7. Helps our brains resist aging and dementia. A 2015 study of 453 seniors in their 80s found that, after they died, those who had “a strong sense of life purpose were 44 percent less likely to have suffered major brain tissue damage, infarcts visible to the naked eye.” A series of studies by Patricia Boyle’s team at the Rush Alzheimer’s Disease Center also found astounding effects of Purpose in Life (PIL) on dementia symptoms. “After following more than 900 older people at risk for dementia for seven years, they found that those with a high PIL were only half as likely to develop Alzheimer’s disease than those with a low PIL. And were 30 percent less likely to develop mild cognitive impairment.”

6. Helps us live longer. Several studies suggest that a sense of purpose is related to longevity. For instance, one five-year longitudinal study found that older adults with a higher sense of purpose had a “substantially reduced risk of mortality,” even after controlling for differences in previous conditions, depression symptoms, and income.

5. Improves our health. Related to #6 above, purpose in Life (PIL) has been shown to dramatically lower the risk of heart attack, stroke, and cardiovascular diseases, and reduce the likelihood of developing a sleep disorder. In a correlational study, older women who scored higher on a measurement of purposeful well-being (sense of purpose, autonomy, environmental mastery, and other constructs) had lower levels of daily cortisol (a stress hormone) and lower inflammatory responses.

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4. Improves academic success. Students who rate themselves as having more purpose have better outcomes including increased persistence, a sense of self-efficacy, time spent studying, and satisfaction with school. Students who felt more connected to their purpose at the beginning of a college semester were more likely to exhibit “grit” or stick with it when things became difficult.

3. Increases work satisfaction and success. For instance, hospital custodians who believed they were an integral part of the hospital’s mission of saving lives and improving people’s health, had greater work satisfaction than those who believed they were doing a menial or technical job. A 2016 international study of over 26,000 LinkedIn members found that employees with a higher sense of purpose had more satisfaction, self-efficacy, and leadership opportunities.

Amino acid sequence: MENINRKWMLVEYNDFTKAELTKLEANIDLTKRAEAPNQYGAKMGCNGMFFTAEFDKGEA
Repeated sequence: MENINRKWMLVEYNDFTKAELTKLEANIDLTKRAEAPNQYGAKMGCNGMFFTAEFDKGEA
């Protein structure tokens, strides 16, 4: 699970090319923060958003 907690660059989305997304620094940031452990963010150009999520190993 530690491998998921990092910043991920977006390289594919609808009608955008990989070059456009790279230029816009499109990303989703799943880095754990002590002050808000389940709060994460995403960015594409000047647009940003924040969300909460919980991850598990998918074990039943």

2. Protects us from some of the negative effects of stressful events such as COVID-19cancer treatmentbereavement, financial recession, surgerydaily stressors, looking at upsetting picturesstressful social situations, and being the only minority in a majority group. On the flip side, people with low sense of purpose have been found to be more likely to experience depression, addictionanxietyloneliness, and boredom (see Templeton review below).

1. Helps us experience more hope, optimism, and life satisfaction. According to the extensive Templeton Foundation report on the Psychology of Purpose, “Purpose is a central component of most leading conceptions of optimal human development and psychological well-being (Bronk, 2013).” The report summarizes numerous studies showing that being connected to one’s purpose increases satisfaction in life, sense of efficacy, self-esteem, and hope in both adults and youth. Sense of purpose (especially with a prosocial focus) may be particularly potent in changing the trajectory of young people’s lives. Youth from low-income backgrounds experience similar levels of purpose and positive outcomes as youth from higher-income backgrounds, and can find meaning in their hardships. Teens who pursued meaningful lives “beyond self-gratification” experienced less depression a year later than those who were not connected to a sense of purpose. However, research also shows that purpose is important in midlife as well.

As stated by the Templeton report, although there are some exceptions, “Researchers have found that across the ages, one of the best predictors of happiness is having a purpose in life.”